In 1873 Horatio Spafford and his wife Anna planned a family trip to Europe. They had tickets to sail from Chicago on the SS Ville du Harve. Horatio was detained on business at the last minute and so his wife and 4 daughter sailed alone with a plan that he would follow.
Part way across the Atlantic ocean the SS Ville du Harve was in a collision with an iron hulled ship and it sunk in fifteen short minutes. Two hundred and twenty six lives were lost including the lives of Spafford’s 4 daughters; eleven-year-old Tanetta, nine-year-old Elizabeth “Bessie”, five-year-old Margaret Lee, and two-year-old Anna “Annie”.
When the survivors reached Europe Anna Spafford telegraphed her husband, “Saved alone. What shall I do? “
Spafford left Chicago and sailed to Europe to meet her. The story is that as his ship passed close to the place where the girls had died Spafford wrote the words of a hymn, “It is well with my soul”,
When peace like a river, attendeth my way,
When sorrows like sea billows roll;
Whatever my lot, Thou hast taught me to know,a
It is well, it is well, with my soul.
I wear a little piece of this wonderful hymn on a chain around my neck because I have come to know that it really is possible in every circumstance of life to find a quiet and certain place within, where it is possible to say it is well. Despite outward circumstances and enemies, troubling thoughts or chaotic emotions there is a still place in the turning world and an inner certainty that God is love and all will be well.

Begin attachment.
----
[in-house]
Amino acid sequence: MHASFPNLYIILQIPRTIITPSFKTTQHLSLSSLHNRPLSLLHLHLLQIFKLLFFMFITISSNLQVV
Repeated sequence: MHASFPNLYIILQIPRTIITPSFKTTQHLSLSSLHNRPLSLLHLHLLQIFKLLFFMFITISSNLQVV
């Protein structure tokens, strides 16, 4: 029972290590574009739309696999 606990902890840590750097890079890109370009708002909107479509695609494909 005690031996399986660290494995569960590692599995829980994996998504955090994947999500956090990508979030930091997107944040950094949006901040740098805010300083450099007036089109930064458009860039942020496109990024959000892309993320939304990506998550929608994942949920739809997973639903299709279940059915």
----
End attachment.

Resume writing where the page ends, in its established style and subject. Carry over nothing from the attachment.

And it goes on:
By the time he wrote the hymn Spafford had already known troubles. A wealthy business man and well known Christian philanthropist he supported the mission work of the great revivalist preacher Dwight Moody. Spafford had lost all his property and investments in the Great Chicago fire of 1870. Prior to this he and his wife had lost a dearly loved small son to scarlet fever. Spafford was to experience further trials when Christian brothers and sisters from his own church denomination pressured him that his suffering and losses were punishment for some sin in his own life.
Eventually Spafford and his family left America to do pioneering work in the Middle East amongst communities from opposing faith backgrounds. They lived with other Christians in community in Jerusalem and provided food, shelter and education for the poor regardless of their religious background. Their work was famously fictionalised by Nobel prize winning writer Selma Langerlof and the continues today through the outreach projects run by the Spafford Children’s Centre.